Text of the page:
A letter of instruction is any letter written giving another party an order or guidance with something. This can very in formality, but examples include a boss passing an employee a memo to complete a task, sending your bank a letter instructing them to carry out a transaction, or even a letter of “final instruction” associated with a will.
When someone dies, their will usually lays out where all their assets should go. But sometimes wills are difficult to understand, and the legal terminology takes out the emotional aspect of this event. By using a letter of instruction, the writer can clearly state what their wishes are, and leave personal messages to each person who receives something. It is important to note, though, that unlike a will, a letter of instruction is not a binding legal document, and the will takes precedence in the court of law.
Since this will usually be about getting somebody else to complete a task, you need to be clear and specific with what you want.
Though in some cases you may literally be ordering somebody to do something, you should always remain polite and grateful.
Depending on the circumstance, signing the letter is a good way to confirm your wishes.
Mary W. Cote
4468 Straford Park
Owingsville, KY 40360
If you are reading this, it means I have passed away. This is not supposed to be a sad time but a celebration of the life I have lived…
I want to distribute the following assets to the following people (this will all be verified by my will)
I wish to give my house to my daughter, Jane. She always loved that house, and I think she would be the best caretaker of it when I am gone.
I wish to give my two (2) cars to my son Richard. He always loved driving to the farm with me in them.
I wish for everyone to enjoy these gifts.
To: LCDR David Gracie, USN, 86749
Re: Letter of Instruction
As the newly appointed aviation fuels officer of your ship you are herby instructed to carry out the following duties on a regular basis. However firstly you must familiarize yourself with the current directives, including accompanying your assistants to get hands on knowledge of day to day procedures.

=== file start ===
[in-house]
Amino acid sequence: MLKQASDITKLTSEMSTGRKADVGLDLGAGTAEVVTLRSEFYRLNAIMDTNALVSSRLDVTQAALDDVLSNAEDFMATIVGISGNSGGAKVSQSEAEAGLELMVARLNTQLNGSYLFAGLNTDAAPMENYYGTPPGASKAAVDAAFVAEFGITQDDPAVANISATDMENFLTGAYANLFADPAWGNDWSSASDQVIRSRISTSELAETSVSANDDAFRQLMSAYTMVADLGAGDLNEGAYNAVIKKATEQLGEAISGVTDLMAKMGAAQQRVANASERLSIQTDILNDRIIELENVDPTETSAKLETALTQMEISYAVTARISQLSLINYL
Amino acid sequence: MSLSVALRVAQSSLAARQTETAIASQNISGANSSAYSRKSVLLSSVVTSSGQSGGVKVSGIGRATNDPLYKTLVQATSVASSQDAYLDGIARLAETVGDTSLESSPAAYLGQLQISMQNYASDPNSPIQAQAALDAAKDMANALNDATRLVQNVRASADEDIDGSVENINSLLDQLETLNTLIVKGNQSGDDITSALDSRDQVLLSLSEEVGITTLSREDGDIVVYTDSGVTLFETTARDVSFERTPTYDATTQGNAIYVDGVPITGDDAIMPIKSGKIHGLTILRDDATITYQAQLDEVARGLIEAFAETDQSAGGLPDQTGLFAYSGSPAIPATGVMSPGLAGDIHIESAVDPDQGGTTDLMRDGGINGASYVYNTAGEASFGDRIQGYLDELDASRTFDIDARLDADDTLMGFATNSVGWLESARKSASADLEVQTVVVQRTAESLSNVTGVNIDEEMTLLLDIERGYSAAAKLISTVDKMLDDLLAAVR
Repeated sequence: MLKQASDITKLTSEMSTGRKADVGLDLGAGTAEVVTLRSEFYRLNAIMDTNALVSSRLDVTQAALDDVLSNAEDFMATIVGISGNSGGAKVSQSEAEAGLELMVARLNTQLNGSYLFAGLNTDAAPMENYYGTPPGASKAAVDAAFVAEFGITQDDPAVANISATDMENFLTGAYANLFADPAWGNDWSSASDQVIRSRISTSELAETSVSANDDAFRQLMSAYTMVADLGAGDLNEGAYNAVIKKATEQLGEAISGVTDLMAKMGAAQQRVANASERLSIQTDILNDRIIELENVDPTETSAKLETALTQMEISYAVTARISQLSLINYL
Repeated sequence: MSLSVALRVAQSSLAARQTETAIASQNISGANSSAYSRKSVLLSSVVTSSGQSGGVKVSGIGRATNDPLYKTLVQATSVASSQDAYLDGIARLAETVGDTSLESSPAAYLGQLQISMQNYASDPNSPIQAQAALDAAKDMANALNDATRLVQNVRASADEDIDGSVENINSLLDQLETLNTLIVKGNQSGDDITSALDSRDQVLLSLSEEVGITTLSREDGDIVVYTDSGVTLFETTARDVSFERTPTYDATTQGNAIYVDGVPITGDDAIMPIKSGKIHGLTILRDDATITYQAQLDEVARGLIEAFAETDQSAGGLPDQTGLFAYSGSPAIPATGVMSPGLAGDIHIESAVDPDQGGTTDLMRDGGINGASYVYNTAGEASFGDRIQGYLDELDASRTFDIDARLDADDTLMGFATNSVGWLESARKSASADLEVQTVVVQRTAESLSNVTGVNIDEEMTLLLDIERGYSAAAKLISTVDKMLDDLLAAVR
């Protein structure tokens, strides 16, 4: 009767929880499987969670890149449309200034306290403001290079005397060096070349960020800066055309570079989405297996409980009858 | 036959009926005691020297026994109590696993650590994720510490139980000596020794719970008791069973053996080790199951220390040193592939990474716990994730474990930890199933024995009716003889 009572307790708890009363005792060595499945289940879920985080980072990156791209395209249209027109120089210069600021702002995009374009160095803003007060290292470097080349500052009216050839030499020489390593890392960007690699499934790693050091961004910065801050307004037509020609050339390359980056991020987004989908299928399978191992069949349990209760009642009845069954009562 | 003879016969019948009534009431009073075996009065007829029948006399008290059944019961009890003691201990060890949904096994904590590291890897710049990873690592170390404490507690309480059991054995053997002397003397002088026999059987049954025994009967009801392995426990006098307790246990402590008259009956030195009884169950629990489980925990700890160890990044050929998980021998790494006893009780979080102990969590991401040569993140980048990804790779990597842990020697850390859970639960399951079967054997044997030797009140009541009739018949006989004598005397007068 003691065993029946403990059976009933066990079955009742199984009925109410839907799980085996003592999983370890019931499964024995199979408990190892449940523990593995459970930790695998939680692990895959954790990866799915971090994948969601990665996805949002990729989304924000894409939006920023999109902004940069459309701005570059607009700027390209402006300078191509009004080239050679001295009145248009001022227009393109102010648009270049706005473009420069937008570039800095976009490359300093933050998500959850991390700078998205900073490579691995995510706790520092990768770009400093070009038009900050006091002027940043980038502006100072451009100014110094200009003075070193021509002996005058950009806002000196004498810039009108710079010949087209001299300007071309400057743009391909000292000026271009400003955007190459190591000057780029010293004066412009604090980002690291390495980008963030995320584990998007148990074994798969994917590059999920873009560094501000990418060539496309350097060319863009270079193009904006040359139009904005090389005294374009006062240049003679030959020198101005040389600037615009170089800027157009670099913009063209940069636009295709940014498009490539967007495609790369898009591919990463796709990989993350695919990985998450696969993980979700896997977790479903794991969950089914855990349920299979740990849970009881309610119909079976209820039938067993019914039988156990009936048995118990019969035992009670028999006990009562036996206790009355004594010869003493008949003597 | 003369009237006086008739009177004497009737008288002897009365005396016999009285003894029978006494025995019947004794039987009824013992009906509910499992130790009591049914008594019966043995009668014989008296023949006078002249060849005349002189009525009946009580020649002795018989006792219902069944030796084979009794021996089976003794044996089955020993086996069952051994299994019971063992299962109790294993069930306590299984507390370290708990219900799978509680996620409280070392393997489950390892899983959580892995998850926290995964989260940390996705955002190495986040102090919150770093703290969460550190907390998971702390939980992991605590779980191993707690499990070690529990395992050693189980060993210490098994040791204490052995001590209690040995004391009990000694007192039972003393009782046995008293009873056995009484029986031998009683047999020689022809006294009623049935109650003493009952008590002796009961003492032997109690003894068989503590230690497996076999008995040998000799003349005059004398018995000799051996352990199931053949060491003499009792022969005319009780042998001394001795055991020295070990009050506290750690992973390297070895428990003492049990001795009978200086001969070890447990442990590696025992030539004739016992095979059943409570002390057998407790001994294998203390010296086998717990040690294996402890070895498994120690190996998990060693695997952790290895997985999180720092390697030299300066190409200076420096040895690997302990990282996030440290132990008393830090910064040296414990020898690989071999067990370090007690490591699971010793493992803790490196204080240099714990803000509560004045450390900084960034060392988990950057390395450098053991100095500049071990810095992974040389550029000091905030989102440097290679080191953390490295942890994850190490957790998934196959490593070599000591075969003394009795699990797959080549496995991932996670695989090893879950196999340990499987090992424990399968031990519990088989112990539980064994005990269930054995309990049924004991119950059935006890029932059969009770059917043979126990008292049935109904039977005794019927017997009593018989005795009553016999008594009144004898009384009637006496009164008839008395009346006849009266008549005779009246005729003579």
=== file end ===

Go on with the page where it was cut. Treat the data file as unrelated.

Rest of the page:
a) It is your responsibility to set your division’s targets and to monitor individual progress.
b) Be an active officer, regularly joining your men in physical tasks, instead of watching from the sidelines.
c) Submit quota request when needed.
d) Assess storage tanks routinely for wear and damage.
D. R. Johnson
To Whom It May Concern at Fidelity Bank,
I am writing to instruct that you carry out the following wire transfer from my account while I am out of town next week:
From Fidelity Account Number: 9786685463386754
To Chase Bank Account Number: 7755467213875
Receiver’s Name: Mr. George Hancock
Wire Routing Number: 026009593
Thank you for your prompt assistance with this matter.
Authorized By: Mr. Victor Duff
I Gene Harris, parent of Michael Harris, issue the following instructions for the care of Michael, in the event that I am unable to meet his needs due to absence for unforeseen military service, with the United States Army.
1) Temporary guardianship is to be granted to Mrs. Helen Ryder, of 290 Broad Towers, Butchersville, Alaska, 99606-6027.
2) Funds needed to support Daniel will be withdrawn from a special account created with the Bank of America, in the names of Mrs. Ryder and Michael. This can be accessed using the account number: 675844932465, and quoting personal security information.
3) Michael’s school (Cherrylane Elementary) is to be notified of the situation on (228) 235-3417, and informed that he will be temporarily home schooled by Mrs. Ryder or an adult of her choosing.
July 28, 2011